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Chicago White Sox: Paul Konerko Can Come out Swinging After Wrist Procedure

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Chicago White Sox: Paul Konerko Can Come out Swinging After Wrist Procedure
Al Messerschmidt/Getty Images
Paul Konerko believes he should be ready to roll soon after having a bone fragment moved.

Paul Konerko has gone through this before. For the second time in as many seasons, the Chicago White Sox first baseman underwent a procedure to address an issue with his left wrist.

We can only hope that things go as well for the White Sox captain as they did the last time a pesky bone fragment worked its way into the joint. Konerko explained to Scott Merkin of MLB.com what the problem seems to be.

When you bend your wrist, there's a joint there that hinges. Somehow, when it hinges open, this thing slides in sometimes and we just get it out. It's not too far away from it, that's the thing; you can only move it. But it's just out.

Last year, when we had it done, it was almost to the day. It was June 3 last year, and yesterday was June 5. It was good the rest of the year. It just hung out and never got in there again. That's what we're hoping here.

Konerko had the fragment flushed from the joint into a less painful spot. As it has this week, the procedure has kept him out of the lineup for a couple of games. That's because of the pain and swelling that comes from multiple needles being injected into the joint in order to flush out the chip.

Konerko has been out for the first two games of Chicago's series with Toronto, both of which ended with the White Sox on the losing side of the ledger. However, if Konerko has free range of motion as he did last year, it shouldn't take him long to get back in a groove.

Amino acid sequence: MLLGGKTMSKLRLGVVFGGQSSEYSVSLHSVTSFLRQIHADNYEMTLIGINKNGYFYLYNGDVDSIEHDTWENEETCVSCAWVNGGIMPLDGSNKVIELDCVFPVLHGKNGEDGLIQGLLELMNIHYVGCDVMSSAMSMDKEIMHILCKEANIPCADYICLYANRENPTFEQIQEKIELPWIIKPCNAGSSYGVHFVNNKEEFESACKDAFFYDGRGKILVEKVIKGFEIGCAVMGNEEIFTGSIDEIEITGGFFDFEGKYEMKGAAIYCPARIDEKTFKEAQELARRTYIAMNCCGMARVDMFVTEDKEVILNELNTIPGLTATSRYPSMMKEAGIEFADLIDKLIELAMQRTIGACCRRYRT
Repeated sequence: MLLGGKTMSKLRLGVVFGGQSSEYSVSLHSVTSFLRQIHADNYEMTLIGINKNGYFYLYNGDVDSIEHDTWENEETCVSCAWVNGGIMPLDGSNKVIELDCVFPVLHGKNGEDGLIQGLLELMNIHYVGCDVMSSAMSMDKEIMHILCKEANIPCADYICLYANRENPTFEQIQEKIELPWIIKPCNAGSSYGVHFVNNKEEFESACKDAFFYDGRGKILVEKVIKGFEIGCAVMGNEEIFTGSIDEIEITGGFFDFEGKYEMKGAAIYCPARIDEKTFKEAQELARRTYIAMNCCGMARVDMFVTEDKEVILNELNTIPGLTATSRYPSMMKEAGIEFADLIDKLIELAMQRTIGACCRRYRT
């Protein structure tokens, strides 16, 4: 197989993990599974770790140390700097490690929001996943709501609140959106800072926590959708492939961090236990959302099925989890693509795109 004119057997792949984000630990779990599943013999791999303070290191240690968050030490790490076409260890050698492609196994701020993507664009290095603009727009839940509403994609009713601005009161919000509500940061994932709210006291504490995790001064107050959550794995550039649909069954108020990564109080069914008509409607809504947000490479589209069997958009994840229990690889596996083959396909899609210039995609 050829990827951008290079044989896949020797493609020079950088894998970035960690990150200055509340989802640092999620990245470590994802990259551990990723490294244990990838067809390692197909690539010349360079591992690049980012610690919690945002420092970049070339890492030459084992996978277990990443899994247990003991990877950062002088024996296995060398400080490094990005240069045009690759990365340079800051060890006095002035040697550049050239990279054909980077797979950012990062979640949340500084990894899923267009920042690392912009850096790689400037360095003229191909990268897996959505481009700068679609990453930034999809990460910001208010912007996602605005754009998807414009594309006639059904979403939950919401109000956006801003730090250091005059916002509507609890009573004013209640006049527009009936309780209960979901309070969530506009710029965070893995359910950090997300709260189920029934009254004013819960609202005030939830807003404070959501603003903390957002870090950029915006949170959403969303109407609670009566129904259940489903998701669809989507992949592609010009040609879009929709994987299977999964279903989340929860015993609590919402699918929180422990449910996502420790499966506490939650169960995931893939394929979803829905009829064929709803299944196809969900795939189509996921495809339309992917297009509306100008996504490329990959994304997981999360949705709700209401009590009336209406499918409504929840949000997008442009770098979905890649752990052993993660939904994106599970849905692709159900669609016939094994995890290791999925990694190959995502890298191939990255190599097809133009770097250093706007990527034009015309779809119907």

David Banks/Getty Images
Konerko is hitting .366 so far this season.

Konerko was batting .310 last season and on a five-game hitting streak when he underwent the injections. Upon returning to the lineup on June 5, Konerko extended that streak to 13 games. He also hit .350 with nine home runs over the rest of that month.

It's hard to believe that Konerko could actually come back any hotter than his start to the 2012 season. That said, if we take him at his word and the fragment stays out of the joint as it did a year ago, it should not hinder his game.

We felt pretty confident yesterday that it was out. We could see it, and I could feel that it wasn't restricting me anymore. But now all the soreness comes from going in there like that. It's just a matter of getting the soreness out.

In the long term, Konerko has decided that he will undergo offseason surgery after the season to clean out the bone fragment once and for all. Having dealt with it over the last five seasons, it's probably a good idea to address the problem with a more permanent solution.

For now, Konerko is hoping to return to action for the series finale with the Blue Jays on Thursday. Getting the captain back in the lineup will hopefully help the White Sox end their two-game skid and enter interleague action on a winning note. 

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